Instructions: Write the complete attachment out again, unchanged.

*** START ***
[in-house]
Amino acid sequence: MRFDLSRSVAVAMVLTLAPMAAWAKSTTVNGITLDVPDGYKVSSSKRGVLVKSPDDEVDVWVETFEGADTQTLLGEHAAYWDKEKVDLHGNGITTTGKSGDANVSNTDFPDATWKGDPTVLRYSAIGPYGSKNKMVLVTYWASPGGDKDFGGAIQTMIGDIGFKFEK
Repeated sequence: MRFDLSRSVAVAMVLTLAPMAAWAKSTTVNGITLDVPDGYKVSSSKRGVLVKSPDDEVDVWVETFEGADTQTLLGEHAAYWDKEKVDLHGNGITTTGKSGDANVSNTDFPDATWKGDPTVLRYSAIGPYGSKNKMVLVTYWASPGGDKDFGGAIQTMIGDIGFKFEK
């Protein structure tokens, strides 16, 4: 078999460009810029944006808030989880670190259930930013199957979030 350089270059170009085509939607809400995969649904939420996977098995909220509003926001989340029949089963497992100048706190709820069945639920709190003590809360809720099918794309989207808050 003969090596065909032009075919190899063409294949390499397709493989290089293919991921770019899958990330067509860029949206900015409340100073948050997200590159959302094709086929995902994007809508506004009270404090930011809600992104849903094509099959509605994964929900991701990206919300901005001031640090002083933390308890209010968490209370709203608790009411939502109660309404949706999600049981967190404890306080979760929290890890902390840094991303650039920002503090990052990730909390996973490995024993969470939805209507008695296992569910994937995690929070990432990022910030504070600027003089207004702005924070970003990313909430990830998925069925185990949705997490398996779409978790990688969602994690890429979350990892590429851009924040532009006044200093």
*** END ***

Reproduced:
[in-house]
Amino acid sequence: MRFDLSRSVAVAMVLTLAPMAAWAKSTTVNGITLDVPDGYKVSSSKRGVLVKSPDDEVDVWVETFEGADTQTLLGEHAAYWDKEKVDLHGNGITTTGKSGDANVSNTDFPDATWKGDPTVLRYSAIGPYGSKNKMVLVTYWASPGGDKDFGGAIQTMIGDIGFKFEK
Repeated sequence: MRFDLSRSVAVAMVLTLAPMAAWAKSTTVNGITLDVPDGYKVSSSKRGVLVKSPDDEVDVWVETFEGADTQTLLGEHAAYWDKEKVDLHGNGITTTGKSGDANVSNTDFPDATWKGDPTVLRYSAIGPYGSKNKMVLVTYWASPGGDKDFGGAIQTMIGDIGFKFEK
């Protein structure tokens, strides 16, 4: 078999460009810029944006808030989880670190259930930013199957979030 350089270059170009085509939607809400995969649904939420996977098995909220509003926001989340029949089963497992100048706190709820069945639920709190003590809360809720099918794309989207808050 003969090596065909032009075919190899063409294949390499397709493989290089293919991921770019899958990330067509860029949206900015409340100073948050997200590159959302094709086929995902994007809508506004009270404090930011809600992104849903094509099959509605994964929900991701990206919300901005001031640090002083933390308890209010968490209370709203608790009411939502109660309404949706999600049981967190404890306080979760929290890890902390840094991303650039920002503090990052990730909390996973490995024993969470939805209507008695296992569910994937995690929070990432990022910030504070600027003089207004702005924070970003990313909430990830998925069925185990949705997490398996779409978790990688969602994690890429979350990892590429851009924040532009006044200093």